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2010 Kawasaki Ninja 250R vs Scooter

Monday, January 17, 2011
A scooter vs. a motorcycle can be a tough decision for a beginner to make. Begin by looking at what the machine would primarily be used for and then compare the pros and cons of each.
A scooter or a motorcycle can be a tough decision for a beginner. Begin by looking at what the machine would primarily be used for and compare the pros and cons of each.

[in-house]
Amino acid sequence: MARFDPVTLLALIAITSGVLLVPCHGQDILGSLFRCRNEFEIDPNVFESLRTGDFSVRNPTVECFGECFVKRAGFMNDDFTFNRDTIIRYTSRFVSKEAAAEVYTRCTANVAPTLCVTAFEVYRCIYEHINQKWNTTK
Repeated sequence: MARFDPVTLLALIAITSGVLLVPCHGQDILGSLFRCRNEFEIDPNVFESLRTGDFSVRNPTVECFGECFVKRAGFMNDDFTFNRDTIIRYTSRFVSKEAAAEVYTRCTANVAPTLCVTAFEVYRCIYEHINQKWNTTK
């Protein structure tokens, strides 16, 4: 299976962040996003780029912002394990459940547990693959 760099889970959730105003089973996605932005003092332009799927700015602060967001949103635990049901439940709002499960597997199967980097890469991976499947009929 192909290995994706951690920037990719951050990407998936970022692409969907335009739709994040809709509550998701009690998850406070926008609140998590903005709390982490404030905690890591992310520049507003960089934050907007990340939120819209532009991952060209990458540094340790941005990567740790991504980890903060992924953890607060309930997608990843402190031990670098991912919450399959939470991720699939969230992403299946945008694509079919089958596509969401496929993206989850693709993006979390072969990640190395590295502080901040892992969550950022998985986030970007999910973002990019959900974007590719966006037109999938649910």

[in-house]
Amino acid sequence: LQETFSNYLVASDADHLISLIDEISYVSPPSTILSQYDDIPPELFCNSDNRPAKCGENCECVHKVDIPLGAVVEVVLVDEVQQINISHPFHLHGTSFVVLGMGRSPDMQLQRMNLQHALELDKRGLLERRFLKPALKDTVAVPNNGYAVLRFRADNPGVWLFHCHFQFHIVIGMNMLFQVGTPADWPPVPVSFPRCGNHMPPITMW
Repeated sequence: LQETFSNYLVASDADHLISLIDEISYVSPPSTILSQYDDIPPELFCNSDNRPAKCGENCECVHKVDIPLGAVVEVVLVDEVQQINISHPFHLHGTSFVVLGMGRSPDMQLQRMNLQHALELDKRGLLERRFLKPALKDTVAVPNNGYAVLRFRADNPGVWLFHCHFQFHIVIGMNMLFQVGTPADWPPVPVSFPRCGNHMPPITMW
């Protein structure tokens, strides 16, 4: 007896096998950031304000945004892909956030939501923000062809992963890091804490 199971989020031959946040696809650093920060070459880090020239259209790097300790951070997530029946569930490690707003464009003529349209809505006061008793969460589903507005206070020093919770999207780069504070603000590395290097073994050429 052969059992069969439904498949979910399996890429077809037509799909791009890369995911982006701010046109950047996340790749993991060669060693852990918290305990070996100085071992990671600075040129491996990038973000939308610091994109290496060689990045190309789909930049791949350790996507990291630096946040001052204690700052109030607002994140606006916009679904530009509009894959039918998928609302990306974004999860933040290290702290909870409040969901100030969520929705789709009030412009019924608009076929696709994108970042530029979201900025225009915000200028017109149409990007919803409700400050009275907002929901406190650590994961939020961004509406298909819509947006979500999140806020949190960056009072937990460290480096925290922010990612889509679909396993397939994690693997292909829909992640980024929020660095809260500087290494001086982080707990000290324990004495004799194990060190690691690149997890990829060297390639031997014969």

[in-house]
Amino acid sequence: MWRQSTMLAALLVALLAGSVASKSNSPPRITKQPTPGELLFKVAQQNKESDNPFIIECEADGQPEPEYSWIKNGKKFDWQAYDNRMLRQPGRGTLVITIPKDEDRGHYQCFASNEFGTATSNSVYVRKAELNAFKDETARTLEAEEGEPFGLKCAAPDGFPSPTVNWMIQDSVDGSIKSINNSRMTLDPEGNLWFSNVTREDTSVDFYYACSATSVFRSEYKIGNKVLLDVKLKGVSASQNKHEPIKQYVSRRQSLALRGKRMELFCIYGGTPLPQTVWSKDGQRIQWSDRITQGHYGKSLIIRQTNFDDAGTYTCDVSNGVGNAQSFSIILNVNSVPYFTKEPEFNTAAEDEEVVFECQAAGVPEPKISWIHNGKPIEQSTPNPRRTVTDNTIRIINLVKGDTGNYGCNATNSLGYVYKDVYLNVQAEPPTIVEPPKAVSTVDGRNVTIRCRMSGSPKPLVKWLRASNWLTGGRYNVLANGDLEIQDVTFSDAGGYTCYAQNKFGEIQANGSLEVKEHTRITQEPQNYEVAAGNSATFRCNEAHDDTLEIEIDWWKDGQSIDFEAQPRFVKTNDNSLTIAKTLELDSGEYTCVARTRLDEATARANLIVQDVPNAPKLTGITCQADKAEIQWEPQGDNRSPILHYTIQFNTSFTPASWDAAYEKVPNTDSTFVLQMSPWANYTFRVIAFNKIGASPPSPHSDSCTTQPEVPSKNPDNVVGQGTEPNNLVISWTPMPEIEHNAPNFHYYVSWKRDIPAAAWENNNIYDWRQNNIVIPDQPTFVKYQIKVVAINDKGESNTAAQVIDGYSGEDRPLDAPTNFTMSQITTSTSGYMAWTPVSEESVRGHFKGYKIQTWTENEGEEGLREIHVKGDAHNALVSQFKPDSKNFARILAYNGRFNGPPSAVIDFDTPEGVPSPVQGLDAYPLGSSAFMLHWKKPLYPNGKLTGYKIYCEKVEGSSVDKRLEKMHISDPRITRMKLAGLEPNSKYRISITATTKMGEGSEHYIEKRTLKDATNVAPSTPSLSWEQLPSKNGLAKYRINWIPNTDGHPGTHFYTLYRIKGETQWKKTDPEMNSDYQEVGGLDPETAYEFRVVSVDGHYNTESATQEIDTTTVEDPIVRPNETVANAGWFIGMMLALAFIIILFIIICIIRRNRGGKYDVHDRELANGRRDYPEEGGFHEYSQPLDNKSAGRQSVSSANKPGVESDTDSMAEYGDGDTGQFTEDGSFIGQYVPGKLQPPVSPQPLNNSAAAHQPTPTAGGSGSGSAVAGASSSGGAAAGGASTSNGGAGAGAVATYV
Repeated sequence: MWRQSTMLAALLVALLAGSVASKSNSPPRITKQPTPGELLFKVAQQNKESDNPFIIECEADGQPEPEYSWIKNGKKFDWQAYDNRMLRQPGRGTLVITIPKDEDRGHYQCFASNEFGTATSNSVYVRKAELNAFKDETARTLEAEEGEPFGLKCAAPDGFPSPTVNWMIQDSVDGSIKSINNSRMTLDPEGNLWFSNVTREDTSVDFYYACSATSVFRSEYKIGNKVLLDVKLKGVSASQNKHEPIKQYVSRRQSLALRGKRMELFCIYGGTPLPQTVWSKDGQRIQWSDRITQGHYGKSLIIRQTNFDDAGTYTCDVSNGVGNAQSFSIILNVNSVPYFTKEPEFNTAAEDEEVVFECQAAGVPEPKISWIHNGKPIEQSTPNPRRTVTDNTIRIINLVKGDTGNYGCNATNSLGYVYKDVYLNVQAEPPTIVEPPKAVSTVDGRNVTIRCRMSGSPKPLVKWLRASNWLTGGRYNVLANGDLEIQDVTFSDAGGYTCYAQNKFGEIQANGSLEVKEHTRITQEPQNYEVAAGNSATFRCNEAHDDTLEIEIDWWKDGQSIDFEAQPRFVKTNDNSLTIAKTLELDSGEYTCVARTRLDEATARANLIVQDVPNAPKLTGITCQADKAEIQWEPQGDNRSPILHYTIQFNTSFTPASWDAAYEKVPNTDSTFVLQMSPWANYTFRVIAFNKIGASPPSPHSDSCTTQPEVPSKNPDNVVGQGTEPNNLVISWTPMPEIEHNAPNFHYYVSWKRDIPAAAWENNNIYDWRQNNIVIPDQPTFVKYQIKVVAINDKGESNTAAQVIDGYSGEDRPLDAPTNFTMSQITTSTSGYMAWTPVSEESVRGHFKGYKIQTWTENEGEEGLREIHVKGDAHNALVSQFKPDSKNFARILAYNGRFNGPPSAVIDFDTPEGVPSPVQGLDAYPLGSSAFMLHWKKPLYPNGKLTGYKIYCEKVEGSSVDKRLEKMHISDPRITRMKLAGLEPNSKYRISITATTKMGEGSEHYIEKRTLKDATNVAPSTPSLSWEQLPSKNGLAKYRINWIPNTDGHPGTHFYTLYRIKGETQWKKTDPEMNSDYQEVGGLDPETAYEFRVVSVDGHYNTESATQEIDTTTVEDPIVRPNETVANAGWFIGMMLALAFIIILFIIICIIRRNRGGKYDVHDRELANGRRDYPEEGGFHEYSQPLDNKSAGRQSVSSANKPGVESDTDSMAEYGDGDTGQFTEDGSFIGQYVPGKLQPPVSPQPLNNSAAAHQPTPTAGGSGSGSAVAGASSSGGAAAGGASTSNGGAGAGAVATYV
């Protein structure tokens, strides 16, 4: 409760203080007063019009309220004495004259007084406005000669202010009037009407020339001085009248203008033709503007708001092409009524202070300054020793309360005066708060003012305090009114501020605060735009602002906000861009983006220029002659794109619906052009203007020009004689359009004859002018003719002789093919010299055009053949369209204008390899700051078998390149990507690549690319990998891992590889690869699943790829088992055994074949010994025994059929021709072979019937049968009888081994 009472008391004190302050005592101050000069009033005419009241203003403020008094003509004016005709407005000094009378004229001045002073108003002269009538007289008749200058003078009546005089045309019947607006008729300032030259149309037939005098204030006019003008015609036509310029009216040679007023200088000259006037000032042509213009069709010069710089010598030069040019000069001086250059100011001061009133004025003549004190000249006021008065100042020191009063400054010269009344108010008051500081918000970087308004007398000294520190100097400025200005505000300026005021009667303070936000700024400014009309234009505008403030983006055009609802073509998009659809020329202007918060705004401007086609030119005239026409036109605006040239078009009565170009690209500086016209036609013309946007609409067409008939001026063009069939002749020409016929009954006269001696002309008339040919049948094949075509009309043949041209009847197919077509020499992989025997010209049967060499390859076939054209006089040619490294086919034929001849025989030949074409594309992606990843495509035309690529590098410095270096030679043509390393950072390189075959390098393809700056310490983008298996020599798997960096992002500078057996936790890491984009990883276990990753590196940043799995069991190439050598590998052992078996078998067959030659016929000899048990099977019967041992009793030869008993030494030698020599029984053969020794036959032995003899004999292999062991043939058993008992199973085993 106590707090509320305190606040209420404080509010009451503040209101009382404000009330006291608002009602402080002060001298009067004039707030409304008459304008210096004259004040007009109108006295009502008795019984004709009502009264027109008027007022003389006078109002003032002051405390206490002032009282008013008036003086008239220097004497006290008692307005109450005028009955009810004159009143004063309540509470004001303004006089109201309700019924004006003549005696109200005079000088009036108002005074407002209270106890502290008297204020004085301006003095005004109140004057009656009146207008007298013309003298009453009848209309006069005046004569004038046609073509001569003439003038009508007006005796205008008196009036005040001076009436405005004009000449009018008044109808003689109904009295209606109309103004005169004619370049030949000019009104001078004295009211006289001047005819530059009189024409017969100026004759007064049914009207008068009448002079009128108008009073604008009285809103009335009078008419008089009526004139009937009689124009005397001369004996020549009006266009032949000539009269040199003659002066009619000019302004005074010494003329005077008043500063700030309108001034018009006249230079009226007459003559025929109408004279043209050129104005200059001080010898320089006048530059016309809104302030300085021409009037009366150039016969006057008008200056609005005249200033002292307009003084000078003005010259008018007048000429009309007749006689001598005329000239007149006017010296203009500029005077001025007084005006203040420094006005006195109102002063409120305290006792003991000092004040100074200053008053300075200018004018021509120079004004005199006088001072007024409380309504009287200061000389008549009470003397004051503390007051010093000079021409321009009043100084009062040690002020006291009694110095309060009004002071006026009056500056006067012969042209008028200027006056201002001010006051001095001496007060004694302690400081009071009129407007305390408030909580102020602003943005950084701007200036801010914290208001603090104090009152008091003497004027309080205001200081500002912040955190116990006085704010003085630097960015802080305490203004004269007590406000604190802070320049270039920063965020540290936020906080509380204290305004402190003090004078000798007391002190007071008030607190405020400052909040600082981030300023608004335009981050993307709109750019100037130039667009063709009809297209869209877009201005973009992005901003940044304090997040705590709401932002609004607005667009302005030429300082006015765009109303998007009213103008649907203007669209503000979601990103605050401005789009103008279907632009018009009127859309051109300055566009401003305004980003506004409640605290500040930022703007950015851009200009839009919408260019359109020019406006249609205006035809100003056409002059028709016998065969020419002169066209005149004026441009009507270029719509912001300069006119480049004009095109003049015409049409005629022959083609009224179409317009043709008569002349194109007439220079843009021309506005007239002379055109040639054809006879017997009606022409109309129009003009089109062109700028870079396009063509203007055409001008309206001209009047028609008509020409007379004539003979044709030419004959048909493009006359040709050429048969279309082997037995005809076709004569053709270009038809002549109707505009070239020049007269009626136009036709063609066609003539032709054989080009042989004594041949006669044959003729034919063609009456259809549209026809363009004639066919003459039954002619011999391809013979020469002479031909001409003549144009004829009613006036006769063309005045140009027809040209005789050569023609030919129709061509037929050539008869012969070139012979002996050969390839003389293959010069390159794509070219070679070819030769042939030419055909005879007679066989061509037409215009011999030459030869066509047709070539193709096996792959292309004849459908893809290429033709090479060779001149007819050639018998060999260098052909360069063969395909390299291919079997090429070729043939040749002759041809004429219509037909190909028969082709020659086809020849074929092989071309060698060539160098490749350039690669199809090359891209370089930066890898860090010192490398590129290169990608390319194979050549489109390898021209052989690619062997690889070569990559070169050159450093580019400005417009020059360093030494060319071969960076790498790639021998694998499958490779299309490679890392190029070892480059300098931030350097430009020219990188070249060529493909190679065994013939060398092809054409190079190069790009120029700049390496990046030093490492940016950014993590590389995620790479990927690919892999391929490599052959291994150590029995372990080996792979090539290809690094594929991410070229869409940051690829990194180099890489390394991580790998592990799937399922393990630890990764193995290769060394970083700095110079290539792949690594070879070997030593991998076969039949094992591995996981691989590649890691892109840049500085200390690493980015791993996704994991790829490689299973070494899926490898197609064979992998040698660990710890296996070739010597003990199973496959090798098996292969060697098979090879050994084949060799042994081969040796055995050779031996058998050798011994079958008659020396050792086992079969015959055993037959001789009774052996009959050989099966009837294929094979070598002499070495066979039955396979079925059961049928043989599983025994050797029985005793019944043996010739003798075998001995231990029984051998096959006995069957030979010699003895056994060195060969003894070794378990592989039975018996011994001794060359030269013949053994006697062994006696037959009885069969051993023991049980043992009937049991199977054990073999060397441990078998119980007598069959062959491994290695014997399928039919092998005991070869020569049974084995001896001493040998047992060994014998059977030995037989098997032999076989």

On the other hand, the Ninja isn't exactly a WWI battle cruiser. It's not that much heavier, has more pep off the line and its quick steering and light controls make it almost as fun in tight quarters. And get it out of town, to a twisty, bumpy, (maybe downhill) road, and look out. You might not be able to have as much fun on anything with two wheels. If you don't believe me, do a trackday on a Ninja 250 and experience passing open-class motorcycles on the outside. Can you do that on a scooter? Yes, but only if you rent the whole track and there is nobody else there. In fact, a scooter, even one as versatile and good as the SH, does have limits to its functionality. But a motorcycle like the Ninja? Hey, it tops out at around 90 mph, go-to-jail speeds in most places and can hold its own against much larger bikes if properly ridden. That means if you can do it legally on a motorcycle, you can do it on a Ninja 250R. You may have a little more fun in some situations on a scooter, but you can have more fun, in more ways, on a motorcycle.